4  Introduction to Evaluation

Christof Schöch (Trier)

4.1 Introduction

Evaluation, in the context of CLS research, means the process of and procedures for verifying the quality of the method of analysis in terms of its performance, accuracy, robustness or generalisability. Within the workflow model of research we follow here, evaluation is a step that becomes especially relevant towards the end of the workflow, after the analysis has been run. However, multiple cycles of annotation, analysis and evaluation may of course be required before any given study is completed.

Note that evaluation as described here, primarily concerned with assessing the performance or accuracy of an analytical process, is different from evaluating the validity of a method (or the quality of the operationalization), where the key question is how well a chosen measure or method is really indicative of the phenomenon that one intends to study. This consideration about the “fit between a measurement that is applied and the theoretical construct it aims to represent” (Herrmann, Jacobs, and Piper 2021, 472) is sometimes discussed under the heading of construct validity.

Evaluation is a key element in the research process in CLS. One may argue that one of the core features of Computational Literary Studies is that it proceeds by using formalized, algorithmic and/or statistical methods to investigate literary texts and literary history represented in the form of digital data. Some of this research and the methods it uses are exploratory, in which case evaluation is in large part a matter of plausibility and contextualization of results, but some exploratory methods (such as clustering) also support formal evaluation. Other research and the methods it uses are based on the paradigm of hypotheses-testing and classification, in which case formal evaluation is probably the dominant mode. In addition, but usually prior to the application of exploratory and/or hypothesis-driven methods of analysis, automatic or manual annotation of the data may be performed, and needs to be evaluated as well.

Given the current state of the art in evaluation, very much focused on measuring the agreement of annotators or measuring the performace of machine learning algorithms, we can structure the issue of evaluation in CLS research into several main areas briefly described in the following section and taken up, as appropriate, in the different chapters of this survey that are concerned with evaluation.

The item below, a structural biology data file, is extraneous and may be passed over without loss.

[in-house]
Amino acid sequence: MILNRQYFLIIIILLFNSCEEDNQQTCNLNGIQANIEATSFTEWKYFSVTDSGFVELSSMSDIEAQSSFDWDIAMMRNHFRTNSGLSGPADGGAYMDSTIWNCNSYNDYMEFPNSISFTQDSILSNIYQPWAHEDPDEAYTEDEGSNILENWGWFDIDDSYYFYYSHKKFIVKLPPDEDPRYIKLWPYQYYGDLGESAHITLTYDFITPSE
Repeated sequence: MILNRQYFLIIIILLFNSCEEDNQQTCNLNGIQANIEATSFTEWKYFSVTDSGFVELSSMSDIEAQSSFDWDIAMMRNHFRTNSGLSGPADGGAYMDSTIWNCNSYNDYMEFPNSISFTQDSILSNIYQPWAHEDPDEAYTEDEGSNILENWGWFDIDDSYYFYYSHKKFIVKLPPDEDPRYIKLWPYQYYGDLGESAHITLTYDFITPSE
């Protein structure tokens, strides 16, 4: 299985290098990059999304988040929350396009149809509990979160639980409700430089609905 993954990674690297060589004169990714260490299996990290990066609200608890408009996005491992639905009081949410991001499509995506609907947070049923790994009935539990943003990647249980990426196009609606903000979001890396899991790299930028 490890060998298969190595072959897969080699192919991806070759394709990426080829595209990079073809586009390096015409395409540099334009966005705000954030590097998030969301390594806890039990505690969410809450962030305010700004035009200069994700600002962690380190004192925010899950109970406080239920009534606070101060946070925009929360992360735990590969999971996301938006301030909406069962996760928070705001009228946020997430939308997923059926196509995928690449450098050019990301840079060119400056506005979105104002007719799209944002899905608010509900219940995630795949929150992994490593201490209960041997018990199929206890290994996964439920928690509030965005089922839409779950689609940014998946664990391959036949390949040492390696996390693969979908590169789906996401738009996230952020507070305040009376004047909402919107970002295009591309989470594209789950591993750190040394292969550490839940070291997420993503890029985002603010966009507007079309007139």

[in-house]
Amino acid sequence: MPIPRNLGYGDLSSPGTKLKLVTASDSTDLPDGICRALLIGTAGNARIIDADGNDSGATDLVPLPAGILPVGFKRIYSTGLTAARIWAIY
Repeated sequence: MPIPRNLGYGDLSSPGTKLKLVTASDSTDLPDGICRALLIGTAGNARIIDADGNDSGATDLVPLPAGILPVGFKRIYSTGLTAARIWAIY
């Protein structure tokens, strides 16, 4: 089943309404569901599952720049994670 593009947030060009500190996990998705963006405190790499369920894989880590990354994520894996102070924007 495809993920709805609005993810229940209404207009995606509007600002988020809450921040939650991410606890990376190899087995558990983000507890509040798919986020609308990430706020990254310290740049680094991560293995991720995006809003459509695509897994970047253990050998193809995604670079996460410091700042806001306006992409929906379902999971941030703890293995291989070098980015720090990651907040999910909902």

4.2 Research and evaluation scenarios

4.2.1 Evaluation of manual annotations

Manual, qualitative annotations can be evaluated, in the absence (usually) of a gold standard, by calculating the inter-annotator agreement (sometimes also called inter-rater reliability) using a range of measures intended for this purpose. Measures used for this purpose in CLS include Cohen’s Kappa, Fleiss’ Kappa and Krippendorff’s Alpha (see Fleiss 1971; Artstein and Poesio 2008) or the more recently proposed Gamma (Mathet, Widlöcher, and Métivier 2015).

4.2.2 Evaluation of automatic annotation

The evaluation of automatic, token-based annotations that have been applied in a classification-based approach, can usually be evaluated against a gold standard or reference annotation. Such a reference annotation is usually required for training of the algorithms. Examples that have not been used in the training phase can then be used for evaluating the resulting performance. This performance is measured in terms of true and false positives and true and false negatives, based on which indicators such as precision and recall, and further derived scores such as the F-score, can be calculated. A very useful introduction to the evaluation of classification-based methods is the chapter 8.5.1, “Metrics for Evaluating Classifier Performance”, in (Han and Kamber 2012).

4.2.3 Evaluation of classificatory approaches beyond annotation

Evaluation in the context of classification-based methods other than automatic token-level annotations, for example document-based classification tasks, are not fundamentally different to automatic token-level annotations. Again, the performance can be measured in terms of true and false positives and true and false negatives, based on which indicators such as precision and recall, and further derived scores such as the F-score, can be calculated. An error analysis based on a confusion matrix can in many cases yield important insights into the structure of the classification problem. Finally, it can be useful to determine which features have had the strongest influence on the trained model’s decision-making, for example by extracting feature weights from a model.